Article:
Academic journal article Studies in Romanticism

Mark Lafayette Reed. A Bibliography of William Wordsworth: 1787-1930

Academic journal article Studies in Romanticism

Mark Lafayette Reed. A Bibliography of William Wordsworth: 1787-1930

Article excerpt

Mark Lafayette Reed. A Bibliography of William Wordsworth: 1787-1930. 2 vols. Cambridge: Cambridge University, 2013. cxxvi+1238. $295.

WORDSWORTH BIBLIOGRAPHY HAS REMAINED IN A CURIOUSLY UNSATISfactory state. Most of the earliest attempts, compiled in the late 19th century, were appendages to collective editions of Wordsworth's poetry, and these are woefully lacking in the kind of bibliographical detail that booksellers, collectors, and scholars alike depend on. (1) Twentieth-century bibliographies of Wordsworth are, on the whole, less unsatisfactory. Wise, Broughton, Patton, Healey, and Metzdorf offer fuller bibliographical descriptions, Healey especially, but in each case the bibliographers compiled catalogues of particular collections--the Ashley Library, the Cornell Wordsworth collection, the Amherst Wordsworth collection, and the Tinker Collection at Yale (Reed xi--xii). (2) They were not attempting a comprehensive bibliographical study of Wordsworth's separate printed publications. To an Americanist, this would seem an almost incomprehensible situation: Americanists have the extraordinary Bibliography of American Literature to depend on, as well as fine individual bibliographies for most major American writers. But for scholars trying to study Wordsworth's publication and reception history, both in his lifetime and especially in the years after his death, and for collectors and book-dealers trying to determine the rarity and value of particular books, there has been no single work to guide them.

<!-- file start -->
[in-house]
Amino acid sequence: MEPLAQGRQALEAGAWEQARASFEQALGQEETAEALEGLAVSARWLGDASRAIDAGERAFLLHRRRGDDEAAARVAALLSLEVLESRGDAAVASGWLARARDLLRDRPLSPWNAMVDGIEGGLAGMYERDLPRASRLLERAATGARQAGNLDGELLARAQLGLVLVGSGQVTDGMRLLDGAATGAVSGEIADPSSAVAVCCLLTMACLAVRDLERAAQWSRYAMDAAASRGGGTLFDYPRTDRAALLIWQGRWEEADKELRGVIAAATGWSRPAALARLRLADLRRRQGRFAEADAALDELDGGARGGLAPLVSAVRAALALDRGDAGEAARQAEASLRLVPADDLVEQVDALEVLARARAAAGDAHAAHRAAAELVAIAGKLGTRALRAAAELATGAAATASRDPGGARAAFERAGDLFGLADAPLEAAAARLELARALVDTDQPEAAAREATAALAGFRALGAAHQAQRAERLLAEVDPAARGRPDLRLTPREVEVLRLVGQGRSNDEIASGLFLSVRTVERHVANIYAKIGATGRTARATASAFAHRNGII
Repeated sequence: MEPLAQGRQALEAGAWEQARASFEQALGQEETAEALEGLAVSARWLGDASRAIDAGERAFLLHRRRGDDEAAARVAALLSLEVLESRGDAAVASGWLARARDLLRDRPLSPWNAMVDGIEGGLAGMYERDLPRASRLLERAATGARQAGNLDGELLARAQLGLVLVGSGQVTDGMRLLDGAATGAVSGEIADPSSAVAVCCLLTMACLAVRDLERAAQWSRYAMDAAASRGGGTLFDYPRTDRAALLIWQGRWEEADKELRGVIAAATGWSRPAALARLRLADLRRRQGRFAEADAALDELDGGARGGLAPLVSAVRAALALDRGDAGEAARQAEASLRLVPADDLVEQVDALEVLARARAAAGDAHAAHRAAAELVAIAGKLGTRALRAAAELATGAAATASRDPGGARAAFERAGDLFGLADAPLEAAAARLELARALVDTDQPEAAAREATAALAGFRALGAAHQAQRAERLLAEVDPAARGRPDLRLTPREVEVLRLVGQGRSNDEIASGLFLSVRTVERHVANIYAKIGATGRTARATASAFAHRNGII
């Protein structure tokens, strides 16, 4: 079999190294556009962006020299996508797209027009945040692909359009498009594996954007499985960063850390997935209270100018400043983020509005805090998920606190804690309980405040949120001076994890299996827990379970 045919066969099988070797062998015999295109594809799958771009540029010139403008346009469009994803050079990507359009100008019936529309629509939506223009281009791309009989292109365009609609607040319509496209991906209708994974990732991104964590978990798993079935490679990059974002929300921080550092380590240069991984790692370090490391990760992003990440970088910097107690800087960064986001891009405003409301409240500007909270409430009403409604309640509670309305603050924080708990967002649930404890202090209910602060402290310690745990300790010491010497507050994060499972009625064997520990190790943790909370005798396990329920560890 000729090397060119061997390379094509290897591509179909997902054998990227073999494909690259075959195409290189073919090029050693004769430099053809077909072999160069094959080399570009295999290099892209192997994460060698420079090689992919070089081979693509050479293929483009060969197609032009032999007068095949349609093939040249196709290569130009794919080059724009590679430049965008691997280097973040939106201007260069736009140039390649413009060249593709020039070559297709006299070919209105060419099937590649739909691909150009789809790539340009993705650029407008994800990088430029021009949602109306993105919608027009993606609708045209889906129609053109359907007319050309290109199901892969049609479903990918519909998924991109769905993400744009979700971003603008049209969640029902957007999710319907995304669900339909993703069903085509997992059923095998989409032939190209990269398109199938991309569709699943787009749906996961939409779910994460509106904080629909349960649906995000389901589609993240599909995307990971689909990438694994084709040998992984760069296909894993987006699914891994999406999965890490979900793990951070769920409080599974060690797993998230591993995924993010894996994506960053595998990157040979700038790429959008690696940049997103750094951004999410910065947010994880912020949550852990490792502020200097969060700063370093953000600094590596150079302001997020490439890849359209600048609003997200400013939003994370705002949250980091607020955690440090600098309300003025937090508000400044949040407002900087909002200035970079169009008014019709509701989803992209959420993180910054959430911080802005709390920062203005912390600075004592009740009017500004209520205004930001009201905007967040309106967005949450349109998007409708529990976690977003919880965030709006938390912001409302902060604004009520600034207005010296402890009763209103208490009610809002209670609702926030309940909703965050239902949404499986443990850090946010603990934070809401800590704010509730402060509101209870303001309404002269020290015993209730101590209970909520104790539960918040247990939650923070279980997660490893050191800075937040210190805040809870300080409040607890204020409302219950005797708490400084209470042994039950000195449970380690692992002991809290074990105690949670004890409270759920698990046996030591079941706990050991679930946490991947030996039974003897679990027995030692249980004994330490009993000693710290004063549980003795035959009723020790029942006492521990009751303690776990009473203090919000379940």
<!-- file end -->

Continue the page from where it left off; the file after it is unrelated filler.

With the publication of Mark Lafayette Reed's magnificent new Bibliography of William Wordsworth 1787-1930, all that has changed. Over a career of some 50 years, Reed has not been a 250-page-monograph kind of a scholar; instead, he has always published in twos--two volume sets, every two decades. His two-volume Wordsworth Chronology, published in 1967 and 1975, totals 1050 pages; his two-volume edition of the 13-Book Prelude, published in 1991 and the centerpiece of the Cornell Wordsworth, contains over 23 50 pages; his two volume Bibliography, the crown upon his lifetime's efforts, weighs in at something over half that, a mere 1238 pages, not counting the 125 pages of introduction and preliminaries. It is, and will remain, a foundational work for Wordsworth scholarship. No one, not even its reviewers, will read it straight through, cover to cover to cover to cover. But anyone serious about how Wordsworth presented himself to the public, or interested in how later publishers and editors repackaged and represented him after his death, will consult it; and everyone, from beginning graduate students to the most senior among us, should read, mark, learn, and inwardly digest Reed's learned introduction. At times oddly humorous, in a dry North Carolinian sort of a way, the introduction stands as the most important overview of Wordsworth's publication history ever written.

In this review essay, I will first look briefly at Reed's predecessors, and then turn to Reed's volumes and look closely at a handful of the most interesting entries. Rather than begin with all of the late 19th-century bibliographies, however, I will begin with William Knight's, published in his 1896 edition of Wordsworth's works. William Knight has received short shrift from 20th-century scholars, largely for losing and excerpting Dorothy Wordsworth's Alfoxden Journal, and mistranscribing scores of Wordsworth family manuscripts: "Chaos and old Knight" has been an inside joke among Wordsworth editors for generations. But his editorial efforts produced, Reed argues, "the first truly scholarly edition of Wordsworth" (1882-86), including a massive three-volume biography (1889). In that edition he attempted, for the first time, to present Wordsworth's poems in chronological order so that his poetical development could be studied (Reed cx, 618). (3) Seven years later, in 1896, Knight published a new edition of Wordsworth's works in a smaller and much cheaper format, heavily revised, rearranged, and with much new material in the headnotes and apparatus. …

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